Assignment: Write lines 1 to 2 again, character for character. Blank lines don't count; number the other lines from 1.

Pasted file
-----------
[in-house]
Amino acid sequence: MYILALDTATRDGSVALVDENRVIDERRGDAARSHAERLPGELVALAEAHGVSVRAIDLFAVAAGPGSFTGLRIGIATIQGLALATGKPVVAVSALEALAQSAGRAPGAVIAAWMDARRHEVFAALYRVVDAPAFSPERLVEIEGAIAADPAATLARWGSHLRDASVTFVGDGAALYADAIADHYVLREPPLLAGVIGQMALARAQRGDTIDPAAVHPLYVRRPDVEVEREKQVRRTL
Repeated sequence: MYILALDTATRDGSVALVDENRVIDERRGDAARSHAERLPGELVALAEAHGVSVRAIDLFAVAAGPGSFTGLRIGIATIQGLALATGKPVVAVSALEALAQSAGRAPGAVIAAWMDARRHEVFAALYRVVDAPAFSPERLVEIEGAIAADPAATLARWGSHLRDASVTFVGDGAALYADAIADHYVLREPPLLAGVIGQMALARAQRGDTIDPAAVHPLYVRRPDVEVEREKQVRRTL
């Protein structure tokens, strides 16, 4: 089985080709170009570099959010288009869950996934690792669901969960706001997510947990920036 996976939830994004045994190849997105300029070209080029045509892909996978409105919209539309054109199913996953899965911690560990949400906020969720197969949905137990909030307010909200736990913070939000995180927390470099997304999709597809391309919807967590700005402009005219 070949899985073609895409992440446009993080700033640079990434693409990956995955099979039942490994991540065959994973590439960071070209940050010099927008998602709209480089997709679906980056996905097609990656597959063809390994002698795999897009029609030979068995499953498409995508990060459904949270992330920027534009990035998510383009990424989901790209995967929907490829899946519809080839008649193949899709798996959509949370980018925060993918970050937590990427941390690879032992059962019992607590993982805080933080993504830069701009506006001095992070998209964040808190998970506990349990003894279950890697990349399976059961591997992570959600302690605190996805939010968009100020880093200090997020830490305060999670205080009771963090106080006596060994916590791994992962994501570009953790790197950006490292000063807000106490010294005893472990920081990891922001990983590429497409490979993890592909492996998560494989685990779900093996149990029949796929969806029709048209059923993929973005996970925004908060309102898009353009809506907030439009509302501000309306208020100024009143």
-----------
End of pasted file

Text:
[in-house]
Amino acid sequence: MYILALDTATRDGSVALVDENRVIDERRGDAARSHAERLPGELVALAEAHGVSVRAIDLFAVAAGPGSFTGLRIGIATIQGLALATGKPVVAVSALEALAQSAGRAPGAVIAAWMDARRHEVFAALYRVVDAPAFSPERLVEIEGAIAADPAATLARWGSHLRDASVTFVGDGAALYADAIADHYVLREPPLLAGVIGQMALARAQRGDTIDPAAVHPLYVRRPDVEVEREKQVRRTL